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Building a healthier, more equitable world post-pandemic

Chief Sustainability Officer Ellen Mitchell-Kozack advocates for better integration data and social impact into design 

The pandemic has given designers everywhere an opportunity to rethink how we approach our craft. Last week, LEO A DALY’s commercial market sector leader Kristina Crawley, AIA, NCARB, LEED AP, sat down over Zoom with Chief Sustainability Officer Ellen Mitchell-Kozack, AIA, and Director of Planning and Urban Design Chia-Lung Chang to discuss how the worldwide health crisis will impact the design of the built environment 

The following is an edited excerpt focusing on Ellen’s thoughts. Check back next week to hear Chia’s half of the conversation.  

Prior to the pandemic, commercial workplaces were trending towards health and wellness initiatives like Fitwell and WELL Building. How do you see these trends growing or changing in light of the current health crisis? 

It’s true that in the last five years there has been a lot more interest on the client and the tenant side in healthy building programs like WELL and Fitwel, but to be honest, there hasn’t been a huge uptick in actual certifications. I do think that could change, mostly because it’s becoming easier to connect the dots between indoor environmental quality and the underlying conditions that make people more or less susceptible to things like COVID-19. 

Sensors and measurements are getting much more sophisticated, and we can now understand indoor environmental conditions beyond just temperature and humidity. We can look at actual particulate matter (PM) and VOC levels to understand what’s happening from an air quality perspective in hard numbers. Same thing with water, same thing with daylighting, with acoustics, and so on. When we start integrating that data into the next generation of design, I expect to see a lot more adoption of those programs.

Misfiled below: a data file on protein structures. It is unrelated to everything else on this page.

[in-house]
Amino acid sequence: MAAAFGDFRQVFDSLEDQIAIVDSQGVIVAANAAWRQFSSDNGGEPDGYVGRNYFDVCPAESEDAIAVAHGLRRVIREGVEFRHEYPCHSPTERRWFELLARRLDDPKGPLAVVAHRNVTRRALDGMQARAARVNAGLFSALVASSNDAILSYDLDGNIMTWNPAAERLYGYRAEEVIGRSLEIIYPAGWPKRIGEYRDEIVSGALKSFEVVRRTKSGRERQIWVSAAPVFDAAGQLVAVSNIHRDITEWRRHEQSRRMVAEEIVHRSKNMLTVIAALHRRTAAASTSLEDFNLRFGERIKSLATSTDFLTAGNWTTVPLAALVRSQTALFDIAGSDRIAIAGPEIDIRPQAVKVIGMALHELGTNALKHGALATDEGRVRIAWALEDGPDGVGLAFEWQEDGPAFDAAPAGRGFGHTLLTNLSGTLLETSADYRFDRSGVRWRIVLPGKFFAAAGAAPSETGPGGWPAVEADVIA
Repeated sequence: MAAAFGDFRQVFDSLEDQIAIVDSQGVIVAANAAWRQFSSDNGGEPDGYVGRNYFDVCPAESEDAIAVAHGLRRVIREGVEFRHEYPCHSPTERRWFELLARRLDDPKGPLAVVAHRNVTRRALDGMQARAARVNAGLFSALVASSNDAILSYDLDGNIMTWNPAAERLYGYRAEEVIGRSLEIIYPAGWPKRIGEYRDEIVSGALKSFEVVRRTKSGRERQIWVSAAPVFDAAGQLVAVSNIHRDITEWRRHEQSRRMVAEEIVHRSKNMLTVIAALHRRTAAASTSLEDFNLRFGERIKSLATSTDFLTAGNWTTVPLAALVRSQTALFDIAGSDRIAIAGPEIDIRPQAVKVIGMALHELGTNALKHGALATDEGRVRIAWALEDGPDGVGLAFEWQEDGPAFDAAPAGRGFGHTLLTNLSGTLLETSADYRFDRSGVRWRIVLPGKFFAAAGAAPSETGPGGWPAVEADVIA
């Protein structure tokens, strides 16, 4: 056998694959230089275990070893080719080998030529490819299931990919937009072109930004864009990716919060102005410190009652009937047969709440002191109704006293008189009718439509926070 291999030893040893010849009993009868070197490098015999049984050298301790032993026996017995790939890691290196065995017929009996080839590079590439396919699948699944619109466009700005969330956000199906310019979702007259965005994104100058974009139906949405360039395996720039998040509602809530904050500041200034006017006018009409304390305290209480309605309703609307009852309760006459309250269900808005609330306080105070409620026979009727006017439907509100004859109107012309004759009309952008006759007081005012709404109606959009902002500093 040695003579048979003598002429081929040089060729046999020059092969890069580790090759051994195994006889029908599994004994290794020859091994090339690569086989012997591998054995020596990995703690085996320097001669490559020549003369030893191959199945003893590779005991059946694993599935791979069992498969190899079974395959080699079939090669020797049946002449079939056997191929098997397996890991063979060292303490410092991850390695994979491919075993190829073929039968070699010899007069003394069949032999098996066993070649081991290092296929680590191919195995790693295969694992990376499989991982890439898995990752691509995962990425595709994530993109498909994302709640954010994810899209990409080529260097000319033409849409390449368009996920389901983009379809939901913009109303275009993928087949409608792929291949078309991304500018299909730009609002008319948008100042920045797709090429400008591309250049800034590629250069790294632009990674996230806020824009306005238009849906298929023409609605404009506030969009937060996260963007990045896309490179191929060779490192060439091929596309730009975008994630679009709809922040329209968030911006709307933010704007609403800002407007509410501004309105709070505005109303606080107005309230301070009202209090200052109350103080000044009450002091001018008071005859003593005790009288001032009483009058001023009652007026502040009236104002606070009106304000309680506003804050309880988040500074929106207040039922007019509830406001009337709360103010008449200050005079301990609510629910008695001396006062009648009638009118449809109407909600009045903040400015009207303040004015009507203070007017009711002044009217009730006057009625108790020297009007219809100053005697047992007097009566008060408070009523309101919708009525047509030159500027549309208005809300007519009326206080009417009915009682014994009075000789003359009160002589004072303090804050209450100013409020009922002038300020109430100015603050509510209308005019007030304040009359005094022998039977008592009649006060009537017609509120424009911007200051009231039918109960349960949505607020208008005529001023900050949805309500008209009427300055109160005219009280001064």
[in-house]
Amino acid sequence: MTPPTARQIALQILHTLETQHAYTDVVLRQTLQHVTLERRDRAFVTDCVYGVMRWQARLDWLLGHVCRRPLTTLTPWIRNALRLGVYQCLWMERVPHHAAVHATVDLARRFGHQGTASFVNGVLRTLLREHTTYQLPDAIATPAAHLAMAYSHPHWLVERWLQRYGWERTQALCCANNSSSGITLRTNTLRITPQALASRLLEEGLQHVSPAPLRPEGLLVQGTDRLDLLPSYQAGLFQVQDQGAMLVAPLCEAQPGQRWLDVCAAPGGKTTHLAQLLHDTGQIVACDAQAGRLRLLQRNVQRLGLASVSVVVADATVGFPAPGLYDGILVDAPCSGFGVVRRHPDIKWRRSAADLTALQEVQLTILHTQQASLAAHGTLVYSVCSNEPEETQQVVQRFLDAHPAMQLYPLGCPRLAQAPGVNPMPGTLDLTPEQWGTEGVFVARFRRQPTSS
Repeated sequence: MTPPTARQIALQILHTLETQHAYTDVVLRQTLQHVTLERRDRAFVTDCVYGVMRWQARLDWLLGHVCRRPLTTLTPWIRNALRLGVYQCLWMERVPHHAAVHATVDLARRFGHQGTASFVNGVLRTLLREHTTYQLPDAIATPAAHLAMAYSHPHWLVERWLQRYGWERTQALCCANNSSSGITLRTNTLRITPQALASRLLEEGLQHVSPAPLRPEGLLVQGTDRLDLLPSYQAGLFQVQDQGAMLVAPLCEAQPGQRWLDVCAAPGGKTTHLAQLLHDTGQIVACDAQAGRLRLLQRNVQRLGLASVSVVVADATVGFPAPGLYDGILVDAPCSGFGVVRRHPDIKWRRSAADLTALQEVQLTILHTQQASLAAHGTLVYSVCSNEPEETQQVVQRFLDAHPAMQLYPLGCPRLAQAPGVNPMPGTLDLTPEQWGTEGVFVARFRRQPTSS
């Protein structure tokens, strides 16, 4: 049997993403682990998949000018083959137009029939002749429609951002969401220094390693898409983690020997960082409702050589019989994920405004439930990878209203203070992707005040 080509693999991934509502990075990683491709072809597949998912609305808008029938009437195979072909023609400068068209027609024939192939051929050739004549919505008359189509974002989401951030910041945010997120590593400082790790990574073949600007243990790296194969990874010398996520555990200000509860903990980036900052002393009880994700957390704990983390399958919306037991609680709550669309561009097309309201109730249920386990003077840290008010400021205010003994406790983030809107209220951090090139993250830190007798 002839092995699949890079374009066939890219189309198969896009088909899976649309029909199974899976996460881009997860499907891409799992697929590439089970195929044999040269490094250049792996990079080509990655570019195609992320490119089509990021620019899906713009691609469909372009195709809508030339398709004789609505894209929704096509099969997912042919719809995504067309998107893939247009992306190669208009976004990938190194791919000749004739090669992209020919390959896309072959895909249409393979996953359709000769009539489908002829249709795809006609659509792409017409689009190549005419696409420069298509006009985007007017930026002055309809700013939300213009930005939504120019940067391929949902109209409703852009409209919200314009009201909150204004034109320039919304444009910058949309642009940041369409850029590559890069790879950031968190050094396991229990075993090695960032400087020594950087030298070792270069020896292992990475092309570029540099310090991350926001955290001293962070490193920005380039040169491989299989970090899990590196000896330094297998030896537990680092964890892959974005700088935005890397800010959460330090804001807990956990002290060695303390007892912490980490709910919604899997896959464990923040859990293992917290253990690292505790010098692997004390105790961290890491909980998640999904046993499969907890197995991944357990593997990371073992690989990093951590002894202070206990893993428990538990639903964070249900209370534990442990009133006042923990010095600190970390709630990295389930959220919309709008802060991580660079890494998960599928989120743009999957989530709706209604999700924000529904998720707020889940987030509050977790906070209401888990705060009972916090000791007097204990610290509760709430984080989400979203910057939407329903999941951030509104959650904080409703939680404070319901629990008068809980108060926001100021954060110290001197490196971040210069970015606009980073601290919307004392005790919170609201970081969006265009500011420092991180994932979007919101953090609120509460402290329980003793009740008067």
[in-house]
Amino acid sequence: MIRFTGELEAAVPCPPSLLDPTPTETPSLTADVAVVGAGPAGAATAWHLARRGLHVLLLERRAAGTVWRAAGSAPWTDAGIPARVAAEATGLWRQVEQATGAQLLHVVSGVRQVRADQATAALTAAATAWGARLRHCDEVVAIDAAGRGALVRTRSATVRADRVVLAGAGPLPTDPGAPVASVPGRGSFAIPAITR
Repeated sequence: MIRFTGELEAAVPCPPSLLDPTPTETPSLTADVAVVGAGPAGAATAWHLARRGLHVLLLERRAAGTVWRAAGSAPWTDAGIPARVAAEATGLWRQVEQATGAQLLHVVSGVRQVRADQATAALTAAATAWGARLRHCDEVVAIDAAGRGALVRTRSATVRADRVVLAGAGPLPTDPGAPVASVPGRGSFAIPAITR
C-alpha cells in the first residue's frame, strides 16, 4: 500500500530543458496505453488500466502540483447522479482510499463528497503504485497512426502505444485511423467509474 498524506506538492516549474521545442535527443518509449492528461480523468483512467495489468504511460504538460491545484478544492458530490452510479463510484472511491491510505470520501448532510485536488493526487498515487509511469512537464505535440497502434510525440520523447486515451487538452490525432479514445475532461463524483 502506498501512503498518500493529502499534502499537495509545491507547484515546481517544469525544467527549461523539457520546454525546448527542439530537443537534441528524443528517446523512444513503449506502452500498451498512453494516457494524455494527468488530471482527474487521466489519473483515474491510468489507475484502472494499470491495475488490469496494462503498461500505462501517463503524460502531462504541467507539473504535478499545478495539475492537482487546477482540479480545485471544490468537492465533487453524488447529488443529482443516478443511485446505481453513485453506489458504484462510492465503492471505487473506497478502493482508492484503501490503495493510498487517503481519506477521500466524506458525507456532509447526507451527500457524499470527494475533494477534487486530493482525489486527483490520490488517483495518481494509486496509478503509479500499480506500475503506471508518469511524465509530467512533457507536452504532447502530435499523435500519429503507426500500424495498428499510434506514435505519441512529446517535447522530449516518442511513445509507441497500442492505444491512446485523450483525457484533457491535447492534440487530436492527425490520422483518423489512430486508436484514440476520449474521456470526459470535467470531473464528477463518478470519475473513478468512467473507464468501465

I attended a presentation years ago from Dr. Claudia Miller, who is the Assistant Dean at the School of Medicine for UT San Antonio, and she said something that was very profound. She said, architects and designers have more impact and influence on public health than medical professionals do. And you know, I think the whole room was a little stunned to hear that. But when you think about it, we spend 90% of our time indoors. And we as architects and designers, were responsible for the quality of that space.  

Physical distancing has brought a sharper focus on our need for social connection, and the role of social cohesion in resilienceHow does the pandemic change how we look at community and its role in resilience? 

When we talk about resilience in the built environmentit largely centers around understanding the natural disasters likely to hit an area, and anticipating those so that we can minimize time without power, or habitability without water and electricity. What the coronavirus pandemic tells us is that we need to be thinking a lot more about how we promote resilience on the community scale. There were some really interesting studies that came out after Hurricane Katrina suggesting that communities with a tighter sense of social cohesion, with more inherent trust in government and civic leaders, were able to rebound faster, regardless of socioeconomic status or proximity to the disaster.  

Sothe question for designers is, what does social cohesion look like at the urban scale? What design decisions can we make to help foster community? A good place to start is by looking at the AIA framework for Design Excellence. Of the 10 measures in the framework, at least two touch directly on social cohesion. Measure two (Designing for Equitable Communitiesis about community engagement  and social equity. Measure nine (Designing for Changeis about anticipating the risks associated with climate change at both the building and community scale 

Many of us didn’t have pandemics squarely on our radar in terms of resilience, but we certainly do now. We need to think holistically about what opportunities our clients have to really provide value to communities. 

Can you talk about the implications of this disaster on underserved and minority communities and how our decisions in the built environment directly affect social inequality?